The Reggae Box: The Routes of Jamaican Music

Box Sets

The Reggae Box: The Routes of Jamaican Music

(Hip-O/Island) Discovered by Columbus in 1494, subjugated by the Spanish until the British colonized it in 1655, the tiny island of Jamaica began Westernization as a slave port and pirate haven. Emancipation came in 1838, fanning the flames of a melting pot culture peopled by African/West Indian refugees, Chinese laborers left over from digging the Panama Canal, and even Portuguese Jews who'd originally fled the Spanish Inquisition. Not much has changed since; Jamaica's ghettos/shantytowns continue birthing the economic slaves of carpetbagging nations like the U.S. It's at this Caribbean crossroads that a countrified social dialogue set to the beat of hand drums, banjo, and rhumba box, incorporating fife and/or pennywhistle from 19th-century European dance music, coupled with American jazz and later R&B from another slave port, New Orleans, and morphed from mento into ska, rock steady, and reggae. In this dirt road environment, a 7-inch glob of petroleum product remains Jah, delivered to the massive via radio, club DJs, or anyone with a P.A. and a back yard. The Reggae Box: The Routes of Jamaican Music, a 4-CD musical primer to this natural phenomenon, cues up 87 tracks of island voodoo to make imperialist knaves go native. Disc one, the Sixties, traces a commercial path from Millie Small's fluke smash "My Boy Lollopop" to Jimmy Cliff's defiant breakthrough "The Harder They Come." The second disc, the Seventies, opens with the Wailers' "Trench Town Rock," but is less a hits comp -- despite primo stuff like Dennis Brown's soulful Al Green vamp "Westbound Train" -- than a stoney toe-dip into the decade's other prime hybrid: dub. The third and forth discs, Eighties/Nineties, may be the best of all, the cocaine "toasting" of the former seguing into the hip-hop rapping of the latter with seminal stars such as Eek-a-Mouse and Yellowman giving way to Shabba Ranks, Beenie Man, Capleton, and Luciano. It's all Reggae 101, sure -- all five hours' worth -- but it sure beats philosophy.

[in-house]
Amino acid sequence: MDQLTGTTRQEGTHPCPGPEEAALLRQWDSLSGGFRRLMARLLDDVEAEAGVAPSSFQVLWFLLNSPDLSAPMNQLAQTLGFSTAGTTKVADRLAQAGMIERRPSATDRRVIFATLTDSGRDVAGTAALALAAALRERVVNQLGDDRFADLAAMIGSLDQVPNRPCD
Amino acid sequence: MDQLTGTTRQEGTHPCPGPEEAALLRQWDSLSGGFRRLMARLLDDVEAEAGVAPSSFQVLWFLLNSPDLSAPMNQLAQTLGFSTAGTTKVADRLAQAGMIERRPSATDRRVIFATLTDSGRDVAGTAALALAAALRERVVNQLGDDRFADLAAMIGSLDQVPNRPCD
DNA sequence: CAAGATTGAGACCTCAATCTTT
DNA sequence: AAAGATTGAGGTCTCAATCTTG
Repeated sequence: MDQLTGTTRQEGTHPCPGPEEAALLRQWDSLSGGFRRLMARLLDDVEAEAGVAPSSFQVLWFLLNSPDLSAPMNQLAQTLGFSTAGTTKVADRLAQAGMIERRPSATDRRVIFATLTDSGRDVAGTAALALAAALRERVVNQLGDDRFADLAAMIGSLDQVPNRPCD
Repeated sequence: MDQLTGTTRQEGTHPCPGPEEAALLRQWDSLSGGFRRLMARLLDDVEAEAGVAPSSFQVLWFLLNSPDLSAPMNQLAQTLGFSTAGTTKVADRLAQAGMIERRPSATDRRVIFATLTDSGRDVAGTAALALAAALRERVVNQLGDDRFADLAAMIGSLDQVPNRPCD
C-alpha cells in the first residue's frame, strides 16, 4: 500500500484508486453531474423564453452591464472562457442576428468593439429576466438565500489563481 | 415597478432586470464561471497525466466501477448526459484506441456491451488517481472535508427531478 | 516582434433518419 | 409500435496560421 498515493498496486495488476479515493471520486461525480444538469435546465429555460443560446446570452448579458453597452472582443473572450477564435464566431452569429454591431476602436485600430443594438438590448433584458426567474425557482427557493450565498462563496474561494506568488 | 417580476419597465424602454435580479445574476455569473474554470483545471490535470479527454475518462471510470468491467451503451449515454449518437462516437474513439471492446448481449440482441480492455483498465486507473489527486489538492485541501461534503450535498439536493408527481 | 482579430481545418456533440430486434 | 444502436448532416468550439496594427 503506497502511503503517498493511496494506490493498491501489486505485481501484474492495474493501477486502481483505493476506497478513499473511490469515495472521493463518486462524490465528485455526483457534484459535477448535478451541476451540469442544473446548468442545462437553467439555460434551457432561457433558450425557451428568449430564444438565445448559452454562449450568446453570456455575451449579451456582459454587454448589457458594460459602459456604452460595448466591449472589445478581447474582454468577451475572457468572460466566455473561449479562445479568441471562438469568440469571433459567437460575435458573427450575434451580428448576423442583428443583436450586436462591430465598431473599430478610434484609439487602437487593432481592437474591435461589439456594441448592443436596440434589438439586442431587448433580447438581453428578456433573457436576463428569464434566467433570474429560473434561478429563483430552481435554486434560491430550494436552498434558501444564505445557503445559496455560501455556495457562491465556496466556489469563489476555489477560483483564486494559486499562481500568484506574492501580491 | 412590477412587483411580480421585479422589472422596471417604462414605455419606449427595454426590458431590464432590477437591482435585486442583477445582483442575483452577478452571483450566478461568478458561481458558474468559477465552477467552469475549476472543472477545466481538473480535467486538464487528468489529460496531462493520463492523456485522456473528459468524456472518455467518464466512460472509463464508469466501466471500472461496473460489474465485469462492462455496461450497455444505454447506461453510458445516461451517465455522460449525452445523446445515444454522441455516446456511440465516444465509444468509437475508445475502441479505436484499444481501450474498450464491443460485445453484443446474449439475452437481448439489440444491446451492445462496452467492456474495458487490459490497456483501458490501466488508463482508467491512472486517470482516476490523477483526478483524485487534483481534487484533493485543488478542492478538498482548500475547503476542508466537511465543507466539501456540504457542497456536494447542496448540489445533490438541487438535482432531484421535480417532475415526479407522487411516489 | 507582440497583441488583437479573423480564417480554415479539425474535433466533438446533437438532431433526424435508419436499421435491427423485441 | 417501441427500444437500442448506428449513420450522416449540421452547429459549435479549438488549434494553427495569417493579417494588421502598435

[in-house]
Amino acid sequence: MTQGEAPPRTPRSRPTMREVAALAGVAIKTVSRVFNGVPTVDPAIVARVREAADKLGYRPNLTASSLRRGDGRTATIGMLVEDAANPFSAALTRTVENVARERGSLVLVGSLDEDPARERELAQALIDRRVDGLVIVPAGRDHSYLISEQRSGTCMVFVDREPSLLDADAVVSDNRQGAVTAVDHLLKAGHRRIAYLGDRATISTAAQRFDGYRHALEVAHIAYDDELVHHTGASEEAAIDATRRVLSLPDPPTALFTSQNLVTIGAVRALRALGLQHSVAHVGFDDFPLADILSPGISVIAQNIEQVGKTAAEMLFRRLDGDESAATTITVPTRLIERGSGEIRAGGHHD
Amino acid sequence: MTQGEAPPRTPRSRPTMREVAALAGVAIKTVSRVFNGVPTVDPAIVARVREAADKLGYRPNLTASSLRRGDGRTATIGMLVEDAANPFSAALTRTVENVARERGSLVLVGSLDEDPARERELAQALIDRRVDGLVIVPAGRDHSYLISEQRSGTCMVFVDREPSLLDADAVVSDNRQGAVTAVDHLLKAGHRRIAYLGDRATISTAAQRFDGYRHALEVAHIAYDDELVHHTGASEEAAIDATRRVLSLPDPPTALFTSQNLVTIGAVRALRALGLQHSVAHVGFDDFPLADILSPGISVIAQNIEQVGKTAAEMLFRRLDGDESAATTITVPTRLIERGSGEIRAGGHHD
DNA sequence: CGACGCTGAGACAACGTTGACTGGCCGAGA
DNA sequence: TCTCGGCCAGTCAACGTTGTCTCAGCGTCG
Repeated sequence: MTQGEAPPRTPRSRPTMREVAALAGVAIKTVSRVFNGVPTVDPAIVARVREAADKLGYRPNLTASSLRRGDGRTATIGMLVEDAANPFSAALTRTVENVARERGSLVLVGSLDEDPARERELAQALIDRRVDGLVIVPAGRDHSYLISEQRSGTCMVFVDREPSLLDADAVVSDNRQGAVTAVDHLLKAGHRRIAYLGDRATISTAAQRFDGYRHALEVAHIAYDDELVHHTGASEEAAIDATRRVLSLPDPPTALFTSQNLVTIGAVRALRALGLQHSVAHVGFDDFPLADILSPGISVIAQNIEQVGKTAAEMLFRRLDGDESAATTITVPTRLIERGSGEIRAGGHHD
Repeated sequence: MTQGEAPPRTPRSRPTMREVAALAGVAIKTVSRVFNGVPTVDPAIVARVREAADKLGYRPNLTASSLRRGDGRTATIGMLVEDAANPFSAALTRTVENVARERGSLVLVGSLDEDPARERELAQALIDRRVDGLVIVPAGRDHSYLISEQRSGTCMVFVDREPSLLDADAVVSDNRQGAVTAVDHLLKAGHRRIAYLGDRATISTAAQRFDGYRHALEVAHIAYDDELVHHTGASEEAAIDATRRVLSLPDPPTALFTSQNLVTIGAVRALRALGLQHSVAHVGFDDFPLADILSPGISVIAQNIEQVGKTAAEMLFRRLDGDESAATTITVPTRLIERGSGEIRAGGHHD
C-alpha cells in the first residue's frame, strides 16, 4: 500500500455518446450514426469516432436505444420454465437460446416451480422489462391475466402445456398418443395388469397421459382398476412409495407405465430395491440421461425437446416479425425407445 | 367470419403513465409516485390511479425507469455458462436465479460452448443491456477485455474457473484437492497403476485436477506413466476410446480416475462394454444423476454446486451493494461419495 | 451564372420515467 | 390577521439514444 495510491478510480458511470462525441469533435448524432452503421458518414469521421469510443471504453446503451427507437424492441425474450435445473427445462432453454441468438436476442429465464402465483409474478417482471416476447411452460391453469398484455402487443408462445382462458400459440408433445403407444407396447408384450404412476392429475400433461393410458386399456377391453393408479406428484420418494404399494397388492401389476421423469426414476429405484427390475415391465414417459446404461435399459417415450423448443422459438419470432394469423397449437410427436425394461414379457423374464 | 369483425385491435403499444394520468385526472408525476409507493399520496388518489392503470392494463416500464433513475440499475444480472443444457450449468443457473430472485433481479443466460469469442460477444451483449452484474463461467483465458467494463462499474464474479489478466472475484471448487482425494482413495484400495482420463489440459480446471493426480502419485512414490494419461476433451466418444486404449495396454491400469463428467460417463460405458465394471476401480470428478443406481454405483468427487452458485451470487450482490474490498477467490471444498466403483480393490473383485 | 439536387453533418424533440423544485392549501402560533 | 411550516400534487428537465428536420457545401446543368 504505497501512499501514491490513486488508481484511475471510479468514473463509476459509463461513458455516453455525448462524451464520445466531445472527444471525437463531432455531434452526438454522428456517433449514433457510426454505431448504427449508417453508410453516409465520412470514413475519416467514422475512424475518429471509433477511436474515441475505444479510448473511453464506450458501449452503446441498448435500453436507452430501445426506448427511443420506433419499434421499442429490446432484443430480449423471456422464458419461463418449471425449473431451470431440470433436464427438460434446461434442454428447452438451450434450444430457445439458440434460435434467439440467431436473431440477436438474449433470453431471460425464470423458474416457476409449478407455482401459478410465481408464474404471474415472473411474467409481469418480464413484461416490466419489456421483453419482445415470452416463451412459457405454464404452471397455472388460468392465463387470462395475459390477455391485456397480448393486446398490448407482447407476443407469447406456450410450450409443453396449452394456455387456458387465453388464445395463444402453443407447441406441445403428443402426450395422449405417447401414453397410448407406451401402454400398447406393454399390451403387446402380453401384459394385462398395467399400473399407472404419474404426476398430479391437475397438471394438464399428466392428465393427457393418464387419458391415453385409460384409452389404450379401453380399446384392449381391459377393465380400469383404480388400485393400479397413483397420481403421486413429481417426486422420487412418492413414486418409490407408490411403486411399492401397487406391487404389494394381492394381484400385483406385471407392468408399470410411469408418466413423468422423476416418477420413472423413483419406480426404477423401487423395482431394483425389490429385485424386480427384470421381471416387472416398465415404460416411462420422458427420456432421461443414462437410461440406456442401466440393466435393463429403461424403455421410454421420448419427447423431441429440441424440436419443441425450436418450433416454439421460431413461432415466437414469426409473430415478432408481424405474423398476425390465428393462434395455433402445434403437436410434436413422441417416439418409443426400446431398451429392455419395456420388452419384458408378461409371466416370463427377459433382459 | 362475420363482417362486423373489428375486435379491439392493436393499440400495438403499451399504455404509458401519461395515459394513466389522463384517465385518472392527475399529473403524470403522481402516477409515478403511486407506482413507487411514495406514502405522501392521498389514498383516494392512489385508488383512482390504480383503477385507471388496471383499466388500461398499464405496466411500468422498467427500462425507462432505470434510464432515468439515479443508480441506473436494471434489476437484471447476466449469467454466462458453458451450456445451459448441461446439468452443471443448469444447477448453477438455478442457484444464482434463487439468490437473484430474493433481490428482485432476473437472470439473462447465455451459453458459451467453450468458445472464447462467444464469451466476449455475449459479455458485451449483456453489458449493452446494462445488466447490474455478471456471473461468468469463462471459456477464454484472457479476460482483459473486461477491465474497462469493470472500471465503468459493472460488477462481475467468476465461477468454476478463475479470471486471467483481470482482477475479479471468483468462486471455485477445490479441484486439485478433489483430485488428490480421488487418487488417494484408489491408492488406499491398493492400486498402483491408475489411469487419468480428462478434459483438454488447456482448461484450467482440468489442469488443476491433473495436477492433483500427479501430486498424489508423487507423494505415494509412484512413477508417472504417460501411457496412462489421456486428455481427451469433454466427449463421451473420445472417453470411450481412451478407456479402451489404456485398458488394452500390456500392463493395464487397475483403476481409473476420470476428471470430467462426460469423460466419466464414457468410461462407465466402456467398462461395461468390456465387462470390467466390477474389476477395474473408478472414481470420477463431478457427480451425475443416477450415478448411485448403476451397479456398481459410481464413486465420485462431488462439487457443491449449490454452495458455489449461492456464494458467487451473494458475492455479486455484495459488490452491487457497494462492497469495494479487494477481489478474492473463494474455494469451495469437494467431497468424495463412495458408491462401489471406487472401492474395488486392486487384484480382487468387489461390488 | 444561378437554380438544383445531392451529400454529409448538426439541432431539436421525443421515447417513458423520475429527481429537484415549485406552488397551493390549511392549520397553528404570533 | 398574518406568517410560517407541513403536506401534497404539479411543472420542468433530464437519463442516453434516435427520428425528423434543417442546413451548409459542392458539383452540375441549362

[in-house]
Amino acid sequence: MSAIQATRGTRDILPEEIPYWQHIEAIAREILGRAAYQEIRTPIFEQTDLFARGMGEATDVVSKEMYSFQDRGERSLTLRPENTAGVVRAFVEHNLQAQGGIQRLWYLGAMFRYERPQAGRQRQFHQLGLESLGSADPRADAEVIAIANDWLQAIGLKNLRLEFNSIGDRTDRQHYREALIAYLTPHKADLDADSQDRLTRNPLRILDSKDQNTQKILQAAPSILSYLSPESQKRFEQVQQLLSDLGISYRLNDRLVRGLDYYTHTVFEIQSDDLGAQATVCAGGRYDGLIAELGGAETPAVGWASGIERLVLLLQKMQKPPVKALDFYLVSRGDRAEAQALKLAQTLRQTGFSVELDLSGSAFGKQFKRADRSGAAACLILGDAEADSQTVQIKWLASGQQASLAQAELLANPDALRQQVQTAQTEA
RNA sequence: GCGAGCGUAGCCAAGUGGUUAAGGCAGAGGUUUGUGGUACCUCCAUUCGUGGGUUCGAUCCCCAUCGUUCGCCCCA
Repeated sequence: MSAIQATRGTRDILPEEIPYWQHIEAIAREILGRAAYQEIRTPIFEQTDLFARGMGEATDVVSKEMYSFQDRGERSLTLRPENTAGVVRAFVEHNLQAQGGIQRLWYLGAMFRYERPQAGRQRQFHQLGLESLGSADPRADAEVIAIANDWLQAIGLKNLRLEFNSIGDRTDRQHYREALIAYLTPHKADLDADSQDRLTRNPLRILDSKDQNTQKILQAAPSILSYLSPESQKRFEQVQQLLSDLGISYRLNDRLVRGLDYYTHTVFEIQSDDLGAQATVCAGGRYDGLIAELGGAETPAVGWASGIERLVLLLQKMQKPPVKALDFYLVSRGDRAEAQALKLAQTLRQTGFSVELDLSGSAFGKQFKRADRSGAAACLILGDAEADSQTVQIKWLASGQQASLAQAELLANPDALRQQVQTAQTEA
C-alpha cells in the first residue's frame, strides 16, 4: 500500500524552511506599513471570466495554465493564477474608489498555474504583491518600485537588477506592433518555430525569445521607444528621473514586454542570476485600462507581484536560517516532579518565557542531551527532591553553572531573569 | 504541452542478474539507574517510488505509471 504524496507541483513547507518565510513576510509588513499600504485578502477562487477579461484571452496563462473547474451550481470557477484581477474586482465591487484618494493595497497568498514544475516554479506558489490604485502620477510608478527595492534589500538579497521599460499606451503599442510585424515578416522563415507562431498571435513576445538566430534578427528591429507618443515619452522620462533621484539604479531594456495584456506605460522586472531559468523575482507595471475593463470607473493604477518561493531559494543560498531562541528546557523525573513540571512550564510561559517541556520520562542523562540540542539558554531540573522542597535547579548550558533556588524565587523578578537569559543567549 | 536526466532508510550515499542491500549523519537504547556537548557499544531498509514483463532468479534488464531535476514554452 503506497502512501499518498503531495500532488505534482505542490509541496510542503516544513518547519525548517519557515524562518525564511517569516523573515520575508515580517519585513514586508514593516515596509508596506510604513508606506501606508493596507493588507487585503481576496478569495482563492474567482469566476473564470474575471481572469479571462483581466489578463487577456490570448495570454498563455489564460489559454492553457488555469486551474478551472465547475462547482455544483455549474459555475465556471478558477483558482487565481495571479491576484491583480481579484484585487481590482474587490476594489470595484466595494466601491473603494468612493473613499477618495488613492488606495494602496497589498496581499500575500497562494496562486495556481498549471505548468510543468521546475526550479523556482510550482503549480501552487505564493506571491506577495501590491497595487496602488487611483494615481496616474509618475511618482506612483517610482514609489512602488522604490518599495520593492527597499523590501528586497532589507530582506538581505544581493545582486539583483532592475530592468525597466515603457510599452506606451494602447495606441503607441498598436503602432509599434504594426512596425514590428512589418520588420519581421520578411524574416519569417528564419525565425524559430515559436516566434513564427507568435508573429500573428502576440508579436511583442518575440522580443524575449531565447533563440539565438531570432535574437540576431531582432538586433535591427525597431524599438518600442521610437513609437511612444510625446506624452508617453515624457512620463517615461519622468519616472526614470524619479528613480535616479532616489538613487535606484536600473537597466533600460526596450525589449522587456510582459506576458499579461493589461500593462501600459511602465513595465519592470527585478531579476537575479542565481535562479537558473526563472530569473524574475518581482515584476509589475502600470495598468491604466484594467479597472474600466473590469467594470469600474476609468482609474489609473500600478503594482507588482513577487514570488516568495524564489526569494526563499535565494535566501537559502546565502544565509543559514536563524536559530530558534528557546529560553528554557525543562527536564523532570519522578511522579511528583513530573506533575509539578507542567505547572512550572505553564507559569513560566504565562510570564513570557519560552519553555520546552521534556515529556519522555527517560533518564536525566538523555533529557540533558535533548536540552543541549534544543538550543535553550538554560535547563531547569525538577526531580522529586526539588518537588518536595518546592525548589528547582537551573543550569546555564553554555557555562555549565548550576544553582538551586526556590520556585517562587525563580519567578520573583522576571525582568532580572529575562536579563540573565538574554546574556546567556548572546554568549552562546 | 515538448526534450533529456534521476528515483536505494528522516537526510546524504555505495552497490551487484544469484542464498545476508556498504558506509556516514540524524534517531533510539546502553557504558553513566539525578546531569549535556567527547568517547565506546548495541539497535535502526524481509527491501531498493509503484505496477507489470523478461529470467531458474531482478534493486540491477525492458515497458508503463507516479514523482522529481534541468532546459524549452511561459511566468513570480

A note to readers: Bold and uncensored, The Austin Chronicle has been Austin’s independent news source for almost 40 years, expressing the community’s political and environmental concerns and supporting its active cultural scene. Now more than ever, we need your support to continue supplying Austin with independent, free press. If real news is important to you, please consider making a donation of $5, $10 or whatever you can afford, to help keep our journalism on stands.

Support the Chronicle  

More Music Reviews
Texas Platters
Full Service
Lockers (Record Review)

Bryan Rolli, June 24, 2016

Phases & Stages
Live Shots: Reggae Fest

Kevin Curtin, April 24, 2015

More by Raoul Hernandez
The 2020/2021 Austin Music Awards Came Bearing a Pandemic Stimulus
The 2020/2021 Austin Music Awards Came Bearing a Pandemic Stimulus
Hop in the Winner Wagon and see who we surprised with this year's unique awards

March 5, 2021

New Austin Music Worth Your Bandwidth This Week
New Austin Music Worth Your Bandwidth This Week
What we’re listening to

March 5, 2021

One click gets you all the newsletters listed below

Breaking news, arts coverage, and daily events

Can't keep up with happenings around town? We can help.

Austin's queerest news and events

New recipes and food news delivered Mondays

All questions answered (satisfaction not guaranteed)

Information is power. Support the free press, so we can support Austin.   Support the Chronicle